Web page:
The marginal share in industry profits of banks operating holdings company structures compared with banks with international banking licenses on one hand, and the significant three-year PAT of each bank as shown by industry performance, which doesn’t really show a clear cut trend, implied that a caution has to be exhibited when comparing the efficacy of banking licences in Nigeria, some analysts said.

United Bank for Africa (UBA) saw its three-year PAT growth decline by 7 percent during the reference period. It posted an average of N41 billion PAT during the period.

“It will be wrong to conclude that holdings companies are not profitable like other banks because Stanbic IBTC, which is also an holdings company reported strong growth numbers and it has the highest return on average equity in the banking industry as at 2018FY. It is pertinent to understand the key fundamentals underlying each business, be it a pure play commercial bank or holdings company before making that generalization.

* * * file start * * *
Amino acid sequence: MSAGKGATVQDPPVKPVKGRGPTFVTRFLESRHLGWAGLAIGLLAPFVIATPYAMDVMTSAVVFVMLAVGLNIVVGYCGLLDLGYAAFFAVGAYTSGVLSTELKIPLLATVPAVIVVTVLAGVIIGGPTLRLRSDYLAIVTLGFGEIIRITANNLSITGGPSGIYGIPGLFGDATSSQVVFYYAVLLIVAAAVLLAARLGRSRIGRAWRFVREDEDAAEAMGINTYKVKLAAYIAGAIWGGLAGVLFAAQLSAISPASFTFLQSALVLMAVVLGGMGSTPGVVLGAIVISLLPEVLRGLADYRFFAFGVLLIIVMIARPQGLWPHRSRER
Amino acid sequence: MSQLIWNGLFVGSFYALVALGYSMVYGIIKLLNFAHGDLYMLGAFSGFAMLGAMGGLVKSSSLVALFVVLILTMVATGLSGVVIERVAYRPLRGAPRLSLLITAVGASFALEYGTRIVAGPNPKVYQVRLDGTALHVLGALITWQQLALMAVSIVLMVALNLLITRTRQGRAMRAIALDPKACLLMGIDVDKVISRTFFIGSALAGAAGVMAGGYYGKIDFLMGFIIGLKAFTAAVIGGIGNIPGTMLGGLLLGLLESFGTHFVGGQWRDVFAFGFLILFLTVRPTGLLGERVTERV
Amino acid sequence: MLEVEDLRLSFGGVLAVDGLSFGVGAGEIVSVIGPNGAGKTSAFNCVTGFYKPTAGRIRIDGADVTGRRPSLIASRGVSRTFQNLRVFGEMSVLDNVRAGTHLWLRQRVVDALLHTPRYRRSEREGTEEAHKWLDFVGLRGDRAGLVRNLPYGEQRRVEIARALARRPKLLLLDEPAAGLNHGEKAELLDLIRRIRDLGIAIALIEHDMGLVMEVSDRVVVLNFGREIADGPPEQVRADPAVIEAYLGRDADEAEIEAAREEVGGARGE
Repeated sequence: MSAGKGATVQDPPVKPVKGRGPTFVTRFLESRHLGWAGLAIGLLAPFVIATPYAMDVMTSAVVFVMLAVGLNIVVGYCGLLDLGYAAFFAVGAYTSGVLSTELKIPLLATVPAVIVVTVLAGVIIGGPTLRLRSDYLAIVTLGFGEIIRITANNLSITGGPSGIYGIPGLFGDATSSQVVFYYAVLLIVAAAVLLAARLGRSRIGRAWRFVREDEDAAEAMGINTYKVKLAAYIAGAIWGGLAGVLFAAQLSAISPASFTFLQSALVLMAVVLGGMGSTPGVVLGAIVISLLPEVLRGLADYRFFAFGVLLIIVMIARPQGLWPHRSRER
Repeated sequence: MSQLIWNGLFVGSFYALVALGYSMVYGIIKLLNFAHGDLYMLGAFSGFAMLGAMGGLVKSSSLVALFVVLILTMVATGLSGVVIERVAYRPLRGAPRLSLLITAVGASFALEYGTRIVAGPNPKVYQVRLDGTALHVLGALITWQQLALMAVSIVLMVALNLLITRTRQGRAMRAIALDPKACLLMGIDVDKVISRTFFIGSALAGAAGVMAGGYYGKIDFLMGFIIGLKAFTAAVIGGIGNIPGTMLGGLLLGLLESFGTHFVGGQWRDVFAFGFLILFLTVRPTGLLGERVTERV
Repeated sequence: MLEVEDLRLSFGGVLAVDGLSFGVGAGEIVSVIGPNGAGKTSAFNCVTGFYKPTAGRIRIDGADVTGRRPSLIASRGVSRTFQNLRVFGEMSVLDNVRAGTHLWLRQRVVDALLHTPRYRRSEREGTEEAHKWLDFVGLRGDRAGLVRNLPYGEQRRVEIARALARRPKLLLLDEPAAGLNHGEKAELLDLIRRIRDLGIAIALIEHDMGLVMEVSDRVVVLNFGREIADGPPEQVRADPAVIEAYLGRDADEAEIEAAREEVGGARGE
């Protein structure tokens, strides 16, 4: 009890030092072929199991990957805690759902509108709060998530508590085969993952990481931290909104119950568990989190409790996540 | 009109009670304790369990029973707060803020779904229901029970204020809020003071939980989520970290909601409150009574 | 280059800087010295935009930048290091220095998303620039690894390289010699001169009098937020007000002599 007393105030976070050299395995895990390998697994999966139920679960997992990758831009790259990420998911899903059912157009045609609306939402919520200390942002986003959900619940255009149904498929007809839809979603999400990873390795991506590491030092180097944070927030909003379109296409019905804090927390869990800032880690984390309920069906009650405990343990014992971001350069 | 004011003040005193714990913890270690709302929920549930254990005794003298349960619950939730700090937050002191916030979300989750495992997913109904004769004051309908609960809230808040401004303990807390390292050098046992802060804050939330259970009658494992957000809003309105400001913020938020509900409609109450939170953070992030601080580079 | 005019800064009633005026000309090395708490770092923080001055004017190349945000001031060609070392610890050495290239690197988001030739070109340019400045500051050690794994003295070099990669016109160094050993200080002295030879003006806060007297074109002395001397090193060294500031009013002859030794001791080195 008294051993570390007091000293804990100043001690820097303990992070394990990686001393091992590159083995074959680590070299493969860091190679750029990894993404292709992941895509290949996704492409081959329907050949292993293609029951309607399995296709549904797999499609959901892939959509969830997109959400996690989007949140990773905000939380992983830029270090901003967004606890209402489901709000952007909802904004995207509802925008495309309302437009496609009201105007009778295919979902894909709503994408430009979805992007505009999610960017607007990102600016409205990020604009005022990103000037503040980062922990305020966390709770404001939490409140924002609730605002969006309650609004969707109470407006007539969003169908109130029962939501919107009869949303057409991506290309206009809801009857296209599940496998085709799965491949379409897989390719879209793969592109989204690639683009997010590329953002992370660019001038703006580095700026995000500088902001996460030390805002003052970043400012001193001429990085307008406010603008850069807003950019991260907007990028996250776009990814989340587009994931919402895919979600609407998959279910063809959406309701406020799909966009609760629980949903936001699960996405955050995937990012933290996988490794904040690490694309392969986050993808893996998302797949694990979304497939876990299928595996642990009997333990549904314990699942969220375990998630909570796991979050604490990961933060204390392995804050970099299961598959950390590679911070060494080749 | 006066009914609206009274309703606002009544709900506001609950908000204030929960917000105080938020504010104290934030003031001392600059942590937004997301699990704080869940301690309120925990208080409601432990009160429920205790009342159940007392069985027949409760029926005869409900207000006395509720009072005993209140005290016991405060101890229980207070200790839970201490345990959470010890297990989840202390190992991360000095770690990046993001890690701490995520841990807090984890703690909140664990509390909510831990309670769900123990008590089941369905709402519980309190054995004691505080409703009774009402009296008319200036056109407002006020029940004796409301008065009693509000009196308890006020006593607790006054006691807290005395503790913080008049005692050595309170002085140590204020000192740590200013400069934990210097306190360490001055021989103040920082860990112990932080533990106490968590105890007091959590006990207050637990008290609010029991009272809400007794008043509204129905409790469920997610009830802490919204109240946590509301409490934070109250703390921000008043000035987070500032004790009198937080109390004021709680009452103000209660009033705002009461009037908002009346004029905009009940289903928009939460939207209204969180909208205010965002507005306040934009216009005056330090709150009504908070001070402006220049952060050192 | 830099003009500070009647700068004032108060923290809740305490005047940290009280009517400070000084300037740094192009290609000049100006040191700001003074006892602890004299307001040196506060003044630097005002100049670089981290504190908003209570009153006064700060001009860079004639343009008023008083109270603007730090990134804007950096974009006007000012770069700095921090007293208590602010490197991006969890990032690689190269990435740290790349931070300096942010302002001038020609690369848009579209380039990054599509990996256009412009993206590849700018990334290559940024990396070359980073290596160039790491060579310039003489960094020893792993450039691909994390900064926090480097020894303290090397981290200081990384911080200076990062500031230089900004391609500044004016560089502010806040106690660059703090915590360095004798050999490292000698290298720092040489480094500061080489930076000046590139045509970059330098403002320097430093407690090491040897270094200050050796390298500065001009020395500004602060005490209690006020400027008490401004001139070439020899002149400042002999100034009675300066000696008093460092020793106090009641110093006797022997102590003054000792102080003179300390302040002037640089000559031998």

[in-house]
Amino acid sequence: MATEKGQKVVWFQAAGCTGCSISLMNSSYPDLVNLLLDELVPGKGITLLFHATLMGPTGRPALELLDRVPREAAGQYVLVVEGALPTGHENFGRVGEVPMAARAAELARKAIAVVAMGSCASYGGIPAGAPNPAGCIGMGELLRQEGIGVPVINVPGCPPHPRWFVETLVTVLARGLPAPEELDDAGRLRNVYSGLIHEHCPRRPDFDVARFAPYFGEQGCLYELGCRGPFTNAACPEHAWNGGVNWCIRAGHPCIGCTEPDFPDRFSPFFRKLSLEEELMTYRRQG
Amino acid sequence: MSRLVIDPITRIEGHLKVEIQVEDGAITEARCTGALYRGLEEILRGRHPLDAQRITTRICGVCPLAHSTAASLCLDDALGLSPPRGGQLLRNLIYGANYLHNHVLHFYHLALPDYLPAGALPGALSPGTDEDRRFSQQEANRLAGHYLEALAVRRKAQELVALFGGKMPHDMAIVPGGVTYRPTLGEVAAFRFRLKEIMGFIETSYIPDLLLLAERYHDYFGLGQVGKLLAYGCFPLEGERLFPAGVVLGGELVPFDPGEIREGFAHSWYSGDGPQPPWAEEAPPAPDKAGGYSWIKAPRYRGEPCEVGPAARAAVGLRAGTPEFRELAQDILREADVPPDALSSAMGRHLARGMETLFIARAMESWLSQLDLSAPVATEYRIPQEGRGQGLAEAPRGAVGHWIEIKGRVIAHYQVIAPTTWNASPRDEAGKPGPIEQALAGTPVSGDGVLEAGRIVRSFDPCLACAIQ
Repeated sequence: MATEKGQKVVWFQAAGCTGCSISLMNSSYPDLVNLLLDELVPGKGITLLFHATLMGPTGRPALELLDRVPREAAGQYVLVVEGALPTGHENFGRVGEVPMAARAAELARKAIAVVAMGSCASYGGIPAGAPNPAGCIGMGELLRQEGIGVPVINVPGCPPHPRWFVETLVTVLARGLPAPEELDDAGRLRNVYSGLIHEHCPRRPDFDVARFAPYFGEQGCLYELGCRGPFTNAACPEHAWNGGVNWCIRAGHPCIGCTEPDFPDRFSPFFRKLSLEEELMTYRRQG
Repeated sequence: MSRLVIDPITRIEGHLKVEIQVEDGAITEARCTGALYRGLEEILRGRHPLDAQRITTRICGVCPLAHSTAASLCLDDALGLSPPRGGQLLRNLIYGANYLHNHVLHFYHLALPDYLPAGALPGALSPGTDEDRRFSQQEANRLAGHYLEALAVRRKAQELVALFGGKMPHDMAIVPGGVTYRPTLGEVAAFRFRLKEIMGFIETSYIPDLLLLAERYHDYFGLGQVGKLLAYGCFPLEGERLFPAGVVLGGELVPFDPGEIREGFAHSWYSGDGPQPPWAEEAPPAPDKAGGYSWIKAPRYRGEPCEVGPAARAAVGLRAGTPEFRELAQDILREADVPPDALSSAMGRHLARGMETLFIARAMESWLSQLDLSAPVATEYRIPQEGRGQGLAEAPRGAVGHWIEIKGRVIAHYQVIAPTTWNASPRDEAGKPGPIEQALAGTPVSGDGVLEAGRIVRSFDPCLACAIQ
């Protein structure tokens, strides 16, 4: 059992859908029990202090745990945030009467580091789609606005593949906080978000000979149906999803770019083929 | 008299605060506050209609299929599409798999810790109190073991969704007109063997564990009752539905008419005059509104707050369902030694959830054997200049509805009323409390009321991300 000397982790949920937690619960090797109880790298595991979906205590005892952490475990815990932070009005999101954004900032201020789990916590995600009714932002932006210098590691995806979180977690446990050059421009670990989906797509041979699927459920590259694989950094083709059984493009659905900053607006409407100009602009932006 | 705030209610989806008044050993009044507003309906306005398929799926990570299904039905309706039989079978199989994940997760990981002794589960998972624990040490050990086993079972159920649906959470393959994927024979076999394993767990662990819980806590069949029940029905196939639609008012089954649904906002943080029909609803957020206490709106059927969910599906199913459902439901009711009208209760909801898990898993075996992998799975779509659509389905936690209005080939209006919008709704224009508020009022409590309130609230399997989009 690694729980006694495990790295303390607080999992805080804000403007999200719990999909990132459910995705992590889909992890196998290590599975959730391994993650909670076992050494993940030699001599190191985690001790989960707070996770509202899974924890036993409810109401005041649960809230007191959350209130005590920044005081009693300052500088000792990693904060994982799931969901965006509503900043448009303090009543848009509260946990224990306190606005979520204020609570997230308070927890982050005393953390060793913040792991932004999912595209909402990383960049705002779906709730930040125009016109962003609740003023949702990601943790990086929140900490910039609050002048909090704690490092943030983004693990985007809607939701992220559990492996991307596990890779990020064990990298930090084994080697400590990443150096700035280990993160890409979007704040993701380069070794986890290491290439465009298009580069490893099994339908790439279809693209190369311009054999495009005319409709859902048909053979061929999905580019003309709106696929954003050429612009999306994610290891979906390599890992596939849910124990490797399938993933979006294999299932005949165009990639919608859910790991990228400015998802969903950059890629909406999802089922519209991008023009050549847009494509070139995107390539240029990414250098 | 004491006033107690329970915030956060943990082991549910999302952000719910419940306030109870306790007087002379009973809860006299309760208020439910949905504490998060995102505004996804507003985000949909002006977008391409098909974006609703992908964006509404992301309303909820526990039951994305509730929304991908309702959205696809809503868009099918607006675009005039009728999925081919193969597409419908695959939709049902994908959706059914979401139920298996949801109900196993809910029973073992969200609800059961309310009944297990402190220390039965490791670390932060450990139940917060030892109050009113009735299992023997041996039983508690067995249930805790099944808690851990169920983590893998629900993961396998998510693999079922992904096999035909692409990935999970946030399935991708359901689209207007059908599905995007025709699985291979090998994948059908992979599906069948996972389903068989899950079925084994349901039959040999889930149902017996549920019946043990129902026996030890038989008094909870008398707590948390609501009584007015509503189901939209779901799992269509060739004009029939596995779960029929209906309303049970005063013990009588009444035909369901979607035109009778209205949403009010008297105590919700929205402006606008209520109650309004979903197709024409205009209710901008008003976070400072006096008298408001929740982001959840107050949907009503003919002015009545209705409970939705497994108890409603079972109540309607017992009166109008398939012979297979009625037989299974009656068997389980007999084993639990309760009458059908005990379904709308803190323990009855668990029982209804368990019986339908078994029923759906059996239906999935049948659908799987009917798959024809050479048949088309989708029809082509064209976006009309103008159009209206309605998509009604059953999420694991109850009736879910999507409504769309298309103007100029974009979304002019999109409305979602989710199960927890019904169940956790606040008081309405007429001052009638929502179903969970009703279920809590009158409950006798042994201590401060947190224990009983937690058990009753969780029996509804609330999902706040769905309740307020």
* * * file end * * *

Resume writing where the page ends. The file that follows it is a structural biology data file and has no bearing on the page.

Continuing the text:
Nonetheless, the rationale for most banks like ours to choose pure play international commercial banking license is simple: maintain lean, cost efficient structure that avoids duplicated cost, potential double taxation, and bureaucracies that are often common in holding companies, particularly as the contribution from the non-core banking businesses were so strong to justify keeping them within an holding company structure. Interestingly, shareholders are today better-off with the creation of those non-core businesses as separate companies, as it has been a major value creation for UBA shareholders, who now earn dividends from multiple sources and continue to see value creation from all fronts”, Rasak Abiola, head investor’s relations, the United Bank for Africa (UBA), said.

First Bank Holdings has proposed to pay shareholders 26 kobo final dividend for 2018. Closure period is from April 23-29, 2019 while the Annual General Meeting (AGM) will hold on May 3,2019 at the Grand Ball Room, Oriental Hotel, VI, Lagos.

 

TELIAT SULE

Leave A Reply

Your email address will not be published.